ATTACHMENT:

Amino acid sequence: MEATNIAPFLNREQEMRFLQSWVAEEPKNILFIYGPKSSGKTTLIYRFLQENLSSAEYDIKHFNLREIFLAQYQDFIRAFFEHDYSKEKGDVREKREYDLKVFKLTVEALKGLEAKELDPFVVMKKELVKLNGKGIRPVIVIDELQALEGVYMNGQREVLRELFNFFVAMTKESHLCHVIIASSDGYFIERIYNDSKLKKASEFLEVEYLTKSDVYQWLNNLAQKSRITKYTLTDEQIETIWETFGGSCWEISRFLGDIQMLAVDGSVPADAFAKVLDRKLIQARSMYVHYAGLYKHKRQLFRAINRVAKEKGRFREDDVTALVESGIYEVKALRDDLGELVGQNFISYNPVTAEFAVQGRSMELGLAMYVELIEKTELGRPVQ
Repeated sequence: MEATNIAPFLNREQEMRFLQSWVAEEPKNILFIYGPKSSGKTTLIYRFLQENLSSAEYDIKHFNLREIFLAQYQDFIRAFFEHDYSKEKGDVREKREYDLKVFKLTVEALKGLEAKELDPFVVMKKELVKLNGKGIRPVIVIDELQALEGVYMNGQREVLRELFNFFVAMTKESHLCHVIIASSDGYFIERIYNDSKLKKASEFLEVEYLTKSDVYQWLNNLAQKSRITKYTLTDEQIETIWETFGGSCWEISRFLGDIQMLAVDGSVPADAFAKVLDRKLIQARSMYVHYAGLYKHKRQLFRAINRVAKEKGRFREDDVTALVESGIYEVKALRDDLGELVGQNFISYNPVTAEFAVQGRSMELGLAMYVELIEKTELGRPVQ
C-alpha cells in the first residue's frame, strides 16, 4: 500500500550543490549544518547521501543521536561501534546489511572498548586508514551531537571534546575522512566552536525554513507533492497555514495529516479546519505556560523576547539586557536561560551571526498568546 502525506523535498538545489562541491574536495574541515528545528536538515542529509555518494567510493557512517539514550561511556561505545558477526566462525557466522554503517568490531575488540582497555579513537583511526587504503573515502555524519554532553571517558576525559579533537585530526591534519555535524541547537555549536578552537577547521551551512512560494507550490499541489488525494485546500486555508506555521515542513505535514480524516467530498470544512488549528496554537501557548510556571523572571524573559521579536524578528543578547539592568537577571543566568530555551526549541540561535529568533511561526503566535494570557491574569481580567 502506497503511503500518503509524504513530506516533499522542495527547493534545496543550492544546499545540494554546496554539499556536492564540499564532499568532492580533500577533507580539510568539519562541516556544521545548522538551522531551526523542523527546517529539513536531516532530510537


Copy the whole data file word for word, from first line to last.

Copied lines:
Amino acid sequence: MEATNIAPFLNREQEMRFLQSWVAEEPKNILFIYGPKSSGKTTLIYRFLQENLSSAEYDIKHFNLREIFLAQYQDFIRAFFEHDYSKEKGDVREKREYDLKVFKLTVEALKGLEAKELDPFVVMKKELVKLNGKGIRPVIVIDELQALEGVYMNGQREVLRELFNFFVAMTKESHLCHVIIASSDGYFIERIYNDSKLKKASEFLEVEYLTKSDVYQWLNNLAQKSRITKYTLTDEQIETIWETFGGSCWEISRFLGDIQMLAVDGSVPADAFAKVLDRKLIQARSMYVHYAGLYKHKRQLFRAINRVAKEKGRFREDDVTALVESGIYEVKALRDDLGELVGQNFISYNPVTAEFAVQGRSMELGLAMYVELIEKTELGRPVQ
Repeated sequence: MEATNIAPFLNREQEMRFLQSWVAEEPKNILFIYGPKSSGKTTLIYRFLQENLSSAEYDIKHFNLREIFLAQYQDFIRAFFEHDYSKEKGDVREKREYDLKVFKLTVEALKGLEAKELDPFVVMKKELVKLNGKGIRPVIVIDELQALEGVYMNGQREVLRELFNFFVAMTKESHLCHVIIASSDGYFIERIYNDSKLKKASEFLEVEYLTKSDVYQWLNNLAQKSRITKYTLTDEQIETIWETFGGSCWEISRFLGDIQMLAVDGSVPADAFAKVLDRKLIQARSMYVHYAGLYKHKRQLFRAINRVAKEKGRFREDDVTALVESGIYEVKALRDDLGELVGQNFISYNPVTAEFAVQGRSMELGLAMYVELIEKTELGRPVQ
C-alpha cells in the first residue's frame, strides 16, 4: 500500500550543490549544518547521501543521536561501534546489511572498548586508514551531537571534546575522512566552536525554513507533492497555514495529516479546519505556560523576547539586557536561560551571526498568546 502525506523535498538545489562541491574536495574541515528545528536538515542529509555518494567510493557512517539514550561511556561505545558477526566462525557466522554503517568490531575488540582497555579513537583511526587504503573515502555524519554532553571517558576525559579533537585530526591534519555535524541547537555549536578552537577547521551551512512560494507550490499541489488525494485546500486555508506555521515542513505535514480524516467530498470544512488549528496554537501557548510556571523572571524573559521579536524578528543578547539592568537577571543566568530555551526549541540561535529568533511561526503566535494570557491574569481580567 502506497503511503500518503509524504513530506516533499522542495527547493534545496543550492544546499545540494554546496554539499556536492564540499564532499568532492580533500577533507580539510568539519562541516556544521545548522538551522531551526523542523527546517529539513536531516532530510537